Use this URL to cite or link to this record in EThOS: http://ethos.bl.uk/OrderDetails.do?uin=uk.bl.ethos.587784
Title: Play as evolving process in the work of Eduardo Paolozzi, Philip Guston and Tony Oursler
Author: Thomas, E.
Awarding Body: University College London (University of London)
Current Institution: University College London (University of London)
Date of Award: 2013
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Abstract:
This practice-related study uses a range of play theory to examine the creative processes behind the work of Eduardo Paolozzi, Philip Guston and Tony Oursler. All three artists express a need to create a semblance of life. Drawing on the work of D.W. Winnicott, Jean Piaget and Brian Sutton-Smith, the desire to animate matter is explored as the persistence of animistic play during adulthood. For Paolozzi, this desire is articulated as an attempt at “going beyond the Thing, and trying to make some kind of presence”;1 for Guston, it is expressed as a need to create “an organic thing that can lead its own life”2 and for Oursler, this manifests through a fascination with videoʼs ability to transform the “inanimate to animate”.3 By concentrating on the artistsʼ processes, the thesis explores the productive potential of moving away from a retrospective approach to childhood play. The particular form of play examined in this thesis is defined as a group of activities, objectives and perceptions that evolve. This enables the focus of the study to shift from the interpretation of a final image onto a potential toolkit of methods. The thesis uses this supposed ʻtoolkitʼ to activate the work in order to keep process alive in an object or image. The artistsʼ processes are seen to engage with the unforeseen and the unresolved. The repeated presence of stacking and piling in the work of Paolozzi and Guston is explored as a responsive process, whilst a notion of emergent narrative is proposed to place works by all three artists within change. Finally, the artistsʼ processes are discussed in relation to definitions of absurdity. In this context the artistsʼ uses of contradiction and incongruity are seen as means to suspend finality.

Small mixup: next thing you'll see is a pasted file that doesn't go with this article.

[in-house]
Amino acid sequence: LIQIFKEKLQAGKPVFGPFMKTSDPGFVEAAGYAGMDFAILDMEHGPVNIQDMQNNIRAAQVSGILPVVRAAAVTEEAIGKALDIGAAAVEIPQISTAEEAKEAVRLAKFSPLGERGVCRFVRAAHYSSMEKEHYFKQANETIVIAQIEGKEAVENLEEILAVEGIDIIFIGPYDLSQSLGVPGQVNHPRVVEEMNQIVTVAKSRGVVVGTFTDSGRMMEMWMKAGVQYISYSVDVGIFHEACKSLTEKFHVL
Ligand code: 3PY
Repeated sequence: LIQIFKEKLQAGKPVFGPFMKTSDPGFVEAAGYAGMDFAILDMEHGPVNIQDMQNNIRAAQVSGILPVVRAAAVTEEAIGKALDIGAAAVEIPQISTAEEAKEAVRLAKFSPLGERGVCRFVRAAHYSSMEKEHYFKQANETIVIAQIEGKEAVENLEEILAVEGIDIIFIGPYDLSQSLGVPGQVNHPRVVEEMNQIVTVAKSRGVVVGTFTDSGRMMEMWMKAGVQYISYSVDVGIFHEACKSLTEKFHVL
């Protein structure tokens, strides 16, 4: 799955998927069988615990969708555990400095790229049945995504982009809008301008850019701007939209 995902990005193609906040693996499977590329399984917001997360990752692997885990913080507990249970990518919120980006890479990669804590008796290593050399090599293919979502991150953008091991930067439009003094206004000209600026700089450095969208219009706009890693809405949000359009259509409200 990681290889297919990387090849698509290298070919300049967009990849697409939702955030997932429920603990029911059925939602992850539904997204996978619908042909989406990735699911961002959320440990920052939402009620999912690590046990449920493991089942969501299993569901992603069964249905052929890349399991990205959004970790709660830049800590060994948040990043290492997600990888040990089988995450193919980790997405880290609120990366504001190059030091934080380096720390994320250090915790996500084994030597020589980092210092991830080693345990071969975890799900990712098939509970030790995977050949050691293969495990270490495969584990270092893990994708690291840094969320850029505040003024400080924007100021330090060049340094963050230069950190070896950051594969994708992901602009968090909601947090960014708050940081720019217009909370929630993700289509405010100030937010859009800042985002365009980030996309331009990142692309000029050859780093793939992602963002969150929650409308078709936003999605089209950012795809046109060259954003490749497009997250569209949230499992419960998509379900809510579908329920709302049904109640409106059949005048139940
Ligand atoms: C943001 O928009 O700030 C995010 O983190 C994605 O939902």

Supervisor: Not available Sponsor: Not available
Qualification Name: Thesis (Ph.D.) Qualification Level: Doctoral
EThOS ID: uk.bl.ethos.587784  DOI: Not available
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